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By David DeCamp August 28, 2008

Indeed we do

Trying to get the upper hand on lowering gas prices for voters, Barack Obama painted John McCain as doing little to lower the appetite for imports since he joined Congress. Noting he had been there 26 years, Obama suggested his Republican rival resisted solutions.

"Today, we import triple the amount of oil than we had on the day Senator McCain took office," Obama told the Democratic National Convention in his featured speech Aug. 28, 2008, in Denver.

First, Obama refers to a 26-year period that began after McCain won a U.S. House seat in 1982, taking office in 1983. (McCain joined the Senate in 1987.)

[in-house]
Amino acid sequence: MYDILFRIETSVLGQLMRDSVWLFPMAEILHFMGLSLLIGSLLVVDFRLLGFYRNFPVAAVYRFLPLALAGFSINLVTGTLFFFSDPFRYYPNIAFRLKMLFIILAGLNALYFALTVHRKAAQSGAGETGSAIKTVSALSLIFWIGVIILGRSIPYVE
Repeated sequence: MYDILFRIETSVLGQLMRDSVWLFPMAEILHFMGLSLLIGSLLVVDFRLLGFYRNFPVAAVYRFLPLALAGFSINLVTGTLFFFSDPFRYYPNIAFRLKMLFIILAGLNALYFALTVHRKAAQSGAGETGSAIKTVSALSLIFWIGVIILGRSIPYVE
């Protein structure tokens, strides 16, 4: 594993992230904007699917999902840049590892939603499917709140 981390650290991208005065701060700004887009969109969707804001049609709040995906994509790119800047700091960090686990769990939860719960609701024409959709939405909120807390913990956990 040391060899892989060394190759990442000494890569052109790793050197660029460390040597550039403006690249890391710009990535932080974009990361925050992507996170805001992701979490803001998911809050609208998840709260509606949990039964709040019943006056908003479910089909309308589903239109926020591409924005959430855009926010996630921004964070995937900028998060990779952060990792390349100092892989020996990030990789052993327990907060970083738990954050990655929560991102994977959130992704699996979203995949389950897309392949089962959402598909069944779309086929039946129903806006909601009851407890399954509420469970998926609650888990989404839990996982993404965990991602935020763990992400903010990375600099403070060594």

Using that 1983 starting point, imports tripled by several measures, according to the Energy Information Administration.

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Between 1983 and 2007, imports of crude oil — refined to produce products like gasoline — went from 3.3-million barrels a day to 10-million, the EIA reports.

During the same time, net imports of all petroleum went from 4.3-million barrels a day to 12-million, the EIA reports. That's a bit below tripling, but pretty close.

We rate the charge True.

 

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